But, as I told the leaders on Saturday, today I am genuinely worried.

I am too young to remember the years before the war but I now know a lot about that period. Many Yugoslav intellectuals and politicians talked a great deal about borders, injustice and ethnic rights. They were all making a simple but destructive argument: You are only safe if, when and where your own ethnic group is in control.

Some ideas seem innocent at first, but they can become monstrous. This idea destroyed Yugoslavia and it destroyed Doboj. It destroyed families, it led to mass expulsions and to genocide in Srebrenica. It turned borders into front lines and created new borders drawn in blood.

But ideas can be defeated. Doboj proves that.

Today the town lies in Republika Srpska, one of the two main regions of Bosnia and Herzegovina, formally known as “entities.” The region’s name implies a Serb ethnic character and around 1 million Serbs live there. But they live alongside 230,000 people from other ethnic groups.

In Doboj, half of the pre-war non-Serb population has returned — almost 20,000 of them. Mosques have been rebuilt, calls for prayer can be heard from minarets, Catholic and Muslim holidays are celebrated.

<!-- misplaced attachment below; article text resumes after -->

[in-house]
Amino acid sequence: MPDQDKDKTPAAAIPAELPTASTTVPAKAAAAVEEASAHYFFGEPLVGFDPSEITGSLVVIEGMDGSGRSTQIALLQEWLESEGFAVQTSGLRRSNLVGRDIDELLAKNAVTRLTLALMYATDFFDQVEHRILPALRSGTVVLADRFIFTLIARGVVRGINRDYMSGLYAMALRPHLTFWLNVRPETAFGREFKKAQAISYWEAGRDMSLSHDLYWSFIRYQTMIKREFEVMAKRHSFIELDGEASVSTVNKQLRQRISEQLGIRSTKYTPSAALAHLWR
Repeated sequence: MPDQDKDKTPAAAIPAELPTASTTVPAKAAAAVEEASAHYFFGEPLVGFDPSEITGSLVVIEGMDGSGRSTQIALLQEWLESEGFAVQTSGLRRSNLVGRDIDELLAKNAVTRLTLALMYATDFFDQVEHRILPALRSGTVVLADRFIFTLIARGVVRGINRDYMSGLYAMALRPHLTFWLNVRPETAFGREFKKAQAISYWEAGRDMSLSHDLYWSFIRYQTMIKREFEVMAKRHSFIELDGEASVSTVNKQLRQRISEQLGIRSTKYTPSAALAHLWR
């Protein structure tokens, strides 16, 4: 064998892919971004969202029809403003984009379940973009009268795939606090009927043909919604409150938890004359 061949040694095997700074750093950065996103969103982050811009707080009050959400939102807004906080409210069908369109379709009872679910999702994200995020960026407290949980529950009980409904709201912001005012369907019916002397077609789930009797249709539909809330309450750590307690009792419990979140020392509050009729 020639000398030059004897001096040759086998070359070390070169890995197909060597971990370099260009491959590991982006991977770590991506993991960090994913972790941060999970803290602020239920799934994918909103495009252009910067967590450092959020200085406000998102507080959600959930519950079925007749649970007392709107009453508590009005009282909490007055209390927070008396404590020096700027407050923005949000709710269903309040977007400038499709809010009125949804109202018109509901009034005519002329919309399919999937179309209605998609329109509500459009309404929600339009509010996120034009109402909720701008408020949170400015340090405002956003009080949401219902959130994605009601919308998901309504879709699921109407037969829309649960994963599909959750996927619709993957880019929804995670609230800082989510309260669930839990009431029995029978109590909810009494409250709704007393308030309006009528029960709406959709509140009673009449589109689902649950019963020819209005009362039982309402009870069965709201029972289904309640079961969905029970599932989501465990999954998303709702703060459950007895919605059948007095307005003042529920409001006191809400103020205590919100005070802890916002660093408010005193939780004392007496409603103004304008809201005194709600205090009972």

The Doboj of my nightmares is today an ordinary city, where Bosniaks and Croats do not fear their Serb mayor. They vote for him, repeatedly — even when a Bosniak candidate ran for office in 2012. And together with their Serb neighbors, they face common challenges: poor health and educational services, too few jobs to compete for.

Today’s Doboj would not exist if the nationalists who wanted to use war to carve out mono-ethnic states had triumphed.

* * *

Many share my view. Young people from across the Balkans who were in the audience for Saturday’s discussion gave my remarks an enthusiastic welcome. EU ambassadors and senior diplomats from around the region sent encouraging emails.

There are minorities throughout the region who rely on the commitment that they do not have to be in a majority to have a good future.

Yet the leaders of Kosovo and Serbia tried to convince us all that the idea that tore Yugoslavia apart and pushed the Western Balkans to Europe’s margins would now help bring two countries and the region closer to the EU.

I told them that, on the contrary, the rebirth of this idea would put the progress of the last two decades at risk.

The task for our generation is not to negotiate over borders but to make them irrelevant — to turn Balkan borders into European borders, like those between Tyrol and South Tyrol or between Germany and Poland.

In order to do that, we have much work ahead: to build institutions based on rule of law, to strengthen our democracies, to foster freedom of media and much more. Those are the challenges political leaders should focus on, not carving up territory on a map.

Several members of the panel on Saturday spoke of the discussion as “historic.” I am far too young and hopeful to see myself as a Cassandra so I hope they are wrong. Because if the ideas aired in Austria become reality, that discussion will be remembered for the wrong reasons. It will go down in history as a tragic turn toward avoidable instability.

Adnan Ćerimagić is an analyst at the European Stability Initiative think tank, based in Berlin.